Improving the capacity and performance of indoor wireless communication

by Prof. Kevin Sower, Department of Electrical and Computer Engineering, the University of Auckland

 :  29 Dec 2005 (Thu)
 :  2:00pm - 4:00 pm
Venue  :  Room 2504, 2/F (Lift 25-26), HKUST

The growing popularity of indoor wireless communication systems places increasing stress on the limited frequency spectrum available for such services. Meanwhile, users expect greater capacity and performance from their indoor systems. The challenge for the engineer is to deliver high quality, high capacity wireless services in the presence of other cochannel wireless systems. This seminar discusses several different approaches to the challenge. A primary consideration is the spatial deployment of wireless access points (base stations). The use of modified hardware, such as directional antennas, can also be used to limit cochannel interference. Advanced signal processing techniques are being developed to allow high quality communications in poor quality and highly interfered environments. An example is MUMD (multi-user macro-diversity detection). Another interference control option is to modify the indoor environment by applying frequency selective surfaces to walls, ceilings and floors. Such modification might allow enhanced internal security, capacity and performance by isolating the indoor system from external cochannel systems, while still allowing other radio services to operate normally.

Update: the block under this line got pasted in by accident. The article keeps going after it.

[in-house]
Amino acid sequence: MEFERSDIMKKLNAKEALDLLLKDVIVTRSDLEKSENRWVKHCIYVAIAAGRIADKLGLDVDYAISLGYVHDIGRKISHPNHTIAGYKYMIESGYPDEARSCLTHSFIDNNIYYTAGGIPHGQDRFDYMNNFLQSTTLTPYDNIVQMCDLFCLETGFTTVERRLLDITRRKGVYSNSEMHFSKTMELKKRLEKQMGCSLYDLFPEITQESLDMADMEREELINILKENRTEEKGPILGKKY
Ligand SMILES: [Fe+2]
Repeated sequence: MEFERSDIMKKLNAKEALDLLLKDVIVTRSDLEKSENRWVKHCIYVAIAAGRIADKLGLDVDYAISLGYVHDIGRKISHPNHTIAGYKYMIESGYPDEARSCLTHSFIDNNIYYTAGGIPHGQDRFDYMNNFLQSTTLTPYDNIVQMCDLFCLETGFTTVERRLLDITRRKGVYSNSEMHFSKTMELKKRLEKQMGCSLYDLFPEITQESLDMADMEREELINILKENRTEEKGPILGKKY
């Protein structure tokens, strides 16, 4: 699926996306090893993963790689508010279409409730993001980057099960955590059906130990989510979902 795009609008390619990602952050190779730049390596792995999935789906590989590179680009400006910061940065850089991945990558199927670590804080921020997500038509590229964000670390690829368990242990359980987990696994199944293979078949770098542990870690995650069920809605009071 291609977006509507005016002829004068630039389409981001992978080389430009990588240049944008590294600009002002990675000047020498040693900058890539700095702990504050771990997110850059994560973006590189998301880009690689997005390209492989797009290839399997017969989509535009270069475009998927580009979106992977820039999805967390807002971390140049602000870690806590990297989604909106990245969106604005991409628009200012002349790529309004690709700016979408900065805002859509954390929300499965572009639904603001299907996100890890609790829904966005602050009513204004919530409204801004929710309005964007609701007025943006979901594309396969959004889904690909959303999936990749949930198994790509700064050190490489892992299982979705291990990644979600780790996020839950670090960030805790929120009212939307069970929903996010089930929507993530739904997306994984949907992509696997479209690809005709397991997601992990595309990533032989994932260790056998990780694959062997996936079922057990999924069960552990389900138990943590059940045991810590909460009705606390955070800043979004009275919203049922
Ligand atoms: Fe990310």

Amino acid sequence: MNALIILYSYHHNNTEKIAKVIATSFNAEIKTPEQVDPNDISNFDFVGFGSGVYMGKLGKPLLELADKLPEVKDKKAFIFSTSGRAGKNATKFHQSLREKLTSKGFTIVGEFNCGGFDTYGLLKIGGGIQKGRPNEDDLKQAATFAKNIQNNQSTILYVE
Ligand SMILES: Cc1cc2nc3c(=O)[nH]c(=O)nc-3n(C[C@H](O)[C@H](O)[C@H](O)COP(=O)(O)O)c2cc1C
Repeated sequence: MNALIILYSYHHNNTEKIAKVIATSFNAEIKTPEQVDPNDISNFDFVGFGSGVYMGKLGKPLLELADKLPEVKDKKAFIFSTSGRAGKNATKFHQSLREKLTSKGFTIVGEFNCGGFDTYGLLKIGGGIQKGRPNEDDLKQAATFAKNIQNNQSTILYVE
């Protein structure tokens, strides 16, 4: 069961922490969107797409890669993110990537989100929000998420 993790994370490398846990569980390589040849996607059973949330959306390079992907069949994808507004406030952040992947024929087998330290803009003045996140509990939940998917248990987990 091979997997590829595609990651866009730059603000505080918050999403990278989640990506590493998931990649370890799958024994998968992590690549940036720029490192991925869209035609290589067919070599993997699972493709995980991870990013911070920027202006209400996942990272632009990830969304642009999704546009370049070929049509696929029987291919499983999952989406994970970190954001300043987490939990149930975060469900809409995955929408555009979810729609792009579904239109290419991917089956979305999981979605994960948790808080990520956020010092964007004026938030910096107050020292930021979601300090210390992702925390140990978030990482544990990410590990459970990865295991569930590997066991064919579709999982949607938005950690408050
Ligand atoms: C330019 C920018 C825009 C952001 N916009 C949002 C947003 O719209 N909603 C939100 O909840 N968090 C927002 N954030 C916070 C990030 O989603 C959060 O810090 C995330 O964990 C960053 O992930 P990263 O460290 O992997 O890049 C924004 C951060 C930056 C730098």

Kevin Sowerby is a professor in the Department of Electrical and Computer Engineering at the University of Auckland, New Zealand. He has held research positions in the UK, USA and Canada. His research interests include the area of wireless communications systems and, in particular, methods for designing reliable high-capacity networks. Dr Sowerby has recently been Chair of both the IEEE New Zealand North Section and the NZ Chapter of the IEEE Communications Society. He is currently the Chair of the New Zealand Radio Sector industry group associated with the International Telecommunications Union Study Group 7 (Science Services) and the World Radio Conference Preparatory Group 2 "Space Science Services" (CPG2). During 2005 Dr Sowerby has been on sabbatical leave from the University of Auckland and has spent much of his time with Motorola Labs Florida Research. He has been collaborating in the investigation of radiolocation, neuRFon network performance and capacity.


*** All are Welcome ***